Outside of the graphics, the game has two other notable flaws, the first is that the controls are somewhat awkward, the game works best with a mouse and keyboard, but between all the hot bars and using various spells and abilities it's a lot to manage. You can adjust the controls and it helps to a point, but it's hard to play the game without having to occasionally rearrange hotbars, to say nothing of thumbing through the games various menus. The bigger problem is the games random nature. The world is absolutely massive and doesn't do much to guide you, which is nice when you're just wandering around, but when you need something specific, like a certain building or adventurer with a certain skill, trying to find it in that near infinite landscape can be a major pain. There is a store in the settlement which lets you buy this stuff with an in-game currency call consciousness shards, which you can find scattered around the world or off defeated enemies. It's meant to help alleviate this problem, and it does to a point. Though the prices for the bigger things like the all important wind shelters are quite expensive.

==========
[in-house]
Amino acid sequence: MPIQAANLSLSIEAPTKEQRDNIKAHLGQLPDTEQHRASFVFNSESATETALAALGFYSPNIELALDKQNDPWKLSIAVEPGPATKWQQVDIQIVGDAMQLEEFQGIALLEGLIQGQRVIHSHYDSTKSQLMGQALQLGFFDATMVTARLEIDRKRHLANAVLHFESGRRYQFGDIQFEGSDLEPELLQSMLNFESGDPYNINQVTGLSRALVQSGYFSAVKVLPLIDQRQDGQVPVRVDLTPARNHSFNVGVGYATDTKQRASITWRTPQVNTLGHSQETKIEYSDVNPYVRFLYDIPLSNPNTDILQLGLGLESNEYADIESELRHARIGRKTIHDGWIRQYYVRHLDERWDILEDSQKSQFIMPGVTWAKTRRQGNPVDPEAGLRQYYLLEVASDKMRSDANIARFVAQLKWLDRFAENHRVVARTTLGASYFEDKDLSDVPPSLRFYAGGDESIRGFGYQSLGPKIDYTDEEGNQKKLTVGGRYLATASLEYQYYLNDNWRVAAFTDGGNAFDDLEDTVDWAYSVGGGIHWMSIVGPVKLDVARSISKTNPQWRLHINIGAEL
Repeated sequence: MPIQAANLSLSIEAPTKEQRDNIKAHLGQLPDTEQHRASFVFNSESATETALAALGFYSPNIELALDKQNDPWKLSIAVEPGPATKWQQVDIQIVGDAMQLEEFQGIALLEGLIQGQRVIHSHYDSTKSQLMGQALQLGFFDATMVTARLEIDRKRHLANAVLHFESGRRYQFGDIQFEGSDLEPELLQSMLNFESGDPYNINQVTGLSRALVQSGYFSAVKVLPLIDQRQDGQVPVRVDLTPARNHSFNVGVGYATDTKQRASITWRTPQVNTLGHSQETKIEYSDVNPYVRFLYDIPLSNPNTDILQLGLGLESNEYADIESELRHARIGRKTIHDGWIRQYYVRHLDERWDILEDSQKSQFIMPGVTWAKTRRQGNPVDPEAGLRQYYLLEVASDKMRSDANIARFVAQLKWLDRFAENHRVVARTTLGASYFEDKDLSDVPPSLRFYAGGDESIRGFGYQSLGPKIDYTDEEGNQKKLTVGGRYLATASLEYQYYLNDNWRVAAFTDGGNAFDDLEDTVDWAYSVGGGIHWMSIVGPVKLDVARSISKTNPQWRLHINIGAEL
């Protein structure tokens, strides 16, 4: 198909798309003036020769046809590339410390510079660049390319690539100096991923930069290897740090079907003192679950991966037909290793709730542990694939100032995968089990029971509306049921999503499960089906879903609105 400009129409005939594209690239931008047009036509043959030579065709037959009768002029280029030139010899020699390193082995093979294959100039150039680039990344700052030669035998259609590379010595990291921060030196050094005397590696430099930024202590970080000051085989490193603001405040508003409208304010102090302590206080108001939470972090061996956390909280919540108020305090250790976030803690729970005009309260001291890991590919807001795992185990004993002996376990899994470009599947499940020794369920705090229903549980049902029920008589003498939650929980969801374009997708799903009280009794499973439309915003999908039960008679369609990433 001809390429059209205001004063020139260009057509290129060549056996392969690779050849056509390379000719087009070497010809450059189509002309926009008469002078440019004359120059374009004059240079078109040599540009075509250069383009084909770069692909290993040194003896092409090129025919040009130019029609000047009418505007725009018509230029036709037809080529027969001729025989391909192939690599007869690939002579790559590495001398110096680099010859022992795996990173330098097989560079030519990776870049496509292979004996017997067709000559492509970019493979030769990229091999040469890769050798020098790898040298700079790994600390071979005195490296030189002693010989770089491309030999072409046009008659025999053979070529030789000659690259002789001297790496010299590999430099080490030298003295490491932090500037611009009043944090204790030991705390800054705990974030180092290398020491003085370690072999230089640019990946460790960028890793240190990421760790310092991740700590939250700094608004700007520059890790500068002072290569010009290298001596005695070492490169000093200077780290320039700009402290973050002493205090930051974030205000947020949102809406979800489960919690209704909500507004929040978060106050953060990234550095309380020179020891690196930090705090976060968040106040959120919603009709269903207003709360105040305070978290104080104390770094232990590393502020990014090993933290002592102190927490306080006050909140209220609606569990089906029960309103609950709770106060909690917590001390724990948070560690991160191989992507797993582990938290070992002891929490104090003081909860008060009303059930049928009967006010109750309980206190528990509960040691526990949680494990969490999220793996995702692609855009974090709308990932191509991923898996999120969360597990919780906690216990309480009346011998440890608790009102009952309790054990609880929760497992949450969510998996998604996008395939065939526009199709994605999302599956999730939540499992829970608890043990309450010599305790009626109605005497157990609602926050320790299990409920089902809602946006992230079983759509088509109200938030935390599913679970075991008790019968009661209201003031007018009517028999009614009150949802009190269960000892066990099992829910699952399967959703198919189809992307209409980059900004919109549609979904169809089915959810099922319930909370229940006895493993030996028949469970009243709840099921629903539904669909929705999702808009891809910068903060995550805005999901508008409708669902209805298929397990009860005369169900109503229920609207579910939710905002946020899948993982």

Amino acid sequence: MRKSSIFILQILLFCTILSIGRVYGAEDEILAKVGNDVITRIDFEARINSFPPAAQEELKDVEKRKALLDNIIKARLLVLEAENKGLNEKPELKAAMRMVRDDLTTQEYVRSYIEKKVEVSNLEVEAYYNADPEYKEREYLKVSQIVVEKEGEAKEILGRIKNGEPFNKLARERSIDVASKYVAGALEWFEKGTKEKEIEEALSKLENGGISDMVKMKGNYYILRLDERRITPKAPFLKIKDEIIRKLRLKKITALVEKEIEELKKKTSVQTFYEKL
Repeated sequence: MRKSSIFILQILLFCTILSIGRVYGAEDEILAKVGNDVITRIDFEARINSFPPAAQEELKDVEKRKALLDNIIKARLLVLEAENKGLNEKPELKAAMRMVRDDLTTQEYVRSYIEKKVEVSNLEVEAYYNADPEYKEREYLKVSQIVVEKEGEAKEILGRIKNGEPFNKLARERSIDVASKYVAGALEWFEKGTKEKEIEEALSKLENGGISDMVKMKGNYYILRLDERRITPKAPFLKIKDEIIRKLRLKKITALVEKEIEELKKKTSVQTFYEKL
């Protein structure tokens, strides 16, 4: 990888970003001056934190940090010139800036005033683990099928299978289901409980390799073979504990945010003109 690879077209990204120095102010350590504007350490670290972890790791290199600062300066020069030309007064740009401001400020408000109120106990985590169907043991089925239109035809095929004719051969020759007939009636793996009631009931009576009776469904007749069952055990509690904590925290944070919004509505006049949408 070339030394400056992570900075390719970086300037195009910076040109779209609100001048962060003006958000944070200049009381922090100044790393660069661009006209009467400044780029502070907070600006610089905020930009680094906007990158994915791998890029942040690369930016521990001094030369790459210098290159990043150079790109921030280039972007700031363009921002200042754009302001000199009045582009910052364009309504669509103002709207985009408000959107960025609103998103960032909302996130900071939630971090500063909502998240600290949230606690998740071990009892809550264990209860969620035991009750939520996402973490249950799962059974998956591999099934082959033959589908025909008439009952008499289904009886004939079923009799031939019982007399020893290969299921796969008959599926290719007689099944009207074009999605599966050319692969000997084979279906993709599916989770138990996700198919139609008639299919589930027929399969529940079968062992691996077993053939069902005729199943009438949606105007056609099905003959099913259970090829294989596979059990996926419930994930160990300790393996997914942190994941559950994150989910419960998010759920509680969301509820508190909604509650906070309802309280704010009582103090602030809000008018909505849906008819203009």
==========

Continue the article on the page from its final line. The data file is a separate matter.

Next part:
Overall I'd recommend this game, but with a small warning: There's a lot of weirdness and rough edges to this game. If you can work with that and look past all those rough spots I've mentioned in this review, there's a massive game you can sink dozens of hours into, and you get the sequel as a bonus. Otherwise? It's probably best to skip this unless you wanted the sequel, since the two games are sold in a two game bundle and can't be brought separately.

A Valley Without Wind developed and published by Arcen Games, LLC. It is available on Steam and Desura. It's homepage, which includes a direct purchasing option and demo is available here. It's soundtrack is available on Bandcamp.